Conservatives Can Learn From Bill Maher And Sam Harris

Font Size:

During a panel last week on Real Time with Bill Maher, both Maher and pop-atheism author Sam Harris spoke passionately against liberal hypocrisy regarding Islam’s casual flouting of basic human rights and reprehensible contravention of liberal democratic ideals. Maher and Harris made significant points about the importance of ideological consistency among liberals.

Many conservatives have commended these two liberal commentators for their comments on Islam and liberalism. What is noteworthy, however, is the fact that Maher and Harris were not primarily concerned about the possibility of conservatives agreeing with them. They were much more concerned about standing up for their own liberal beliefs and ideals — even attacking the left from the left. Those on the right who are praising Maher and Harris need to follow their example.

Conservatives tend to be so concerned with being on the opposite side of liberals on every issue, that they do not mind jettisoning their own principles for the sake of being oppositional. We see this with the war on drugs. Liberals oppose the war on drugs, so mindless conservatives feel compelled to support it, despite its lack of results, its similarities to other big government programs, and the idea that it goes against the fundamental conservative principle of freedom by locking people up for substances that they choose to put into their bodies.

People who are unserious about ideas simply choose an ideological opponent, and then stand on the opposite side of every stance taken by those opponents. This is why mainstream conservatism is alarmingly focused on opposition to liberals, and advancing conservative principles is merely an afterthought. With a conservative movement so doggedly focused on attacking liberals, it is no wonder liberals are politically triumphant, while conservatives are comfortable with perennially complaining about liberals and their policies.

Peculiarly, many conservatives believe that it is both unquestionably verboten and a crime against conservatism to critique the right from the right—except when calling Republican politicians ‘RINOs.’ Criticizing the conservative movement from the right is a quick way to be labeled a phony conservative or a liberal plant who just wants to cause havoc and split the conservative movement. It is this kind of groupthink mentality that is causing the downfall of mainstream conservatism. The conservative movement has become a hermetically sealed bubble where there is endless agreement and nobody to speak uncomfortable truths.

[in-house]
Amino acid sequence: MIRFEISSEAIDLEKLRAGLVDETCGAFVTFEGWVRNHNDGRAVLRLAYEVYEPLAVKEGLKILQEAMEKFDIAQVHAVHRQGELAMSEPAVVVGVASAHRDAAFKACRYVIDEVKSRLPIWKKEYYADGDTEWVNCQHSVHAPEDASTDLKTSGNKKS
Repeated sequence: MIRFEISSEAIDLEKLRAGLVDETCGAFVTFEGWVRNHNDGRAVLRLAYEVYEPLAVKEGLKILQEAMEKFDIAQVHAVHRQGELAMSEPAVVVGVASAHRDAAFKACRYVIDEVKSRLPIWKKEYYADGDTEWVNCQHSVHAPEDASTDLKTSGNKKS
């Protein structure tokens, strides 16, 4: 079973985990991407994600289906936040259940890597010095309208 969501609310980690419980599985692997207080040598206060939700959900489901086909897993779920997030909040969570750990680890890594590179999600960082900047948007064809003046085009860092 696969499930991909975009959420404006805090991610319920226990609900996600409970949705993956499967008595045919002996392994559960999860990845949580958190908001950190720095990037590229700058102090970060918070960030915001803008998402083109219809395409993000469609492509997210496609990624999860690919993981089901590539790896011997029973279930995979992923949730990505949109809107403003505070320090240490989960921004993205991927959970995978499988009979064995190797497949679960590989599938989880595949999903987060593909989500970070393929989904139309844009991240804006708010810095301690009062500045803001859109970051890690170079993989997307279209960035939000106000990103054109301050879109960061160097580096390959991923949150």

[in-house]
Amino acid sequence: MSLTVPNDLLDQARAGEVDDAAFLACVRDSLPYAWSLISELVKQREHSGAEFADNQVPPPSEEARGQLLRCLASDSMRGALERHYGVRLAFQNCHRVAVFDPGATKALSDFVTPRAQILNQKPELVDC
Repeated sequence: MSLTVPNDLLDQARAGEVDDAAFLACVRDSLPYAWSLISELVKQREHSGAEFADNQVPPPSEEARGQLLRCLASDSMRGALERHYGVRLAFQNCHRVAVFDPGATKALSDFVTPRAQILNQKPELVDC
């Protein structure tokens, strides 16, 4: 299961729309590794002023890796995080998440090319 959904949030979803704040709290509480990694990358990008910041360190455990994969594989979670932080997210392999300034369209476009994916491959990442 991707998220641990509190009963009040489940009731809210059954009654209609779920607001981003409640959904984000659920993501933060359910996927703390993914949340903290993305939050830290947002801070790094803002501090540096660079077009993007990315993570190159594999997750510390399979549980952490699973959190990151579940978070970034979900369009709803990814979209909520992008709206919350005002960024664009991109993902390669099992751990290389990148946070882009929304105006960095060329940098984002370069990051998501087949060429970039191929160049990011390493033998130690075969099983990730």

A principal reason why there is an obvious dearth of people courageously analyzing the right from the right is that it is not profitable. Earlier this week, Sam Harris posted an additional blog post describing his experience on the panel. Harris pondered whether liberalism can be saved from the willful ignorance and intellectual dishonesty of some of its adherents. Critiquing the right from the right means one will be generously showered with insults, whereas conservatives who rush to repeat the regular, hackneyed talking points against liberals are rewarded with book contracts, speaking opportunities, and radio shows. Even though there are many people with the potential to be the Mahers and Harrises of the right, they are busy seeking attention. Telling the truth about conservative shortcomings is simply not a good business model — even though it is the sour medicine needed to create positive conservative change.

Criticizing one’s own side of the political aisle is an intellectually healthy practice. The notion that criticizing ideological fellow travelers constitutes betrayal is poppycock that can only be held by people who enjoy — and benefit from — groupthink. Critiquing one’s own side of the ideological divide contributes more to political understanding than attacking the opposite side. Critiques of one’s own ideology tend to be more careful and thoughtful, whereas critiques of different ideologies tend to be less charitable and less insightful. A conservative critiquing himself and his fellow travelers will often make points that help people understand the nuances and subtle differences between different forms of conservatism.

When prominent conservatives make disrespectful and bigoted comments in order to titillate and entertain, they are using their status and platform as recognizable conservatives to tarnish the entire ideology and make it look unattractive to those not already in the movement. Such people make bigotry seem as though it is a foundational tenet of conservatism. It is incumbent upon serious conservatives to speak out against people who use irresponsible rhetoric under the banner of conservatism. Rather than just praising Bill Maher and Sam Harris who hold liberals accountable for their hypocrisy and lack of dedication to liberal democratic ideals, conservatives would do better to follow their example and hold the right accountable too.

Chidike Okeem is a writer. Born in Nigeria, raised in London, England, and now living in California, he writes about race, culture, religion, and politics. You can follow him on Twitter @VOICEOFCHID and read more of his writings at www.voiceofchid.com.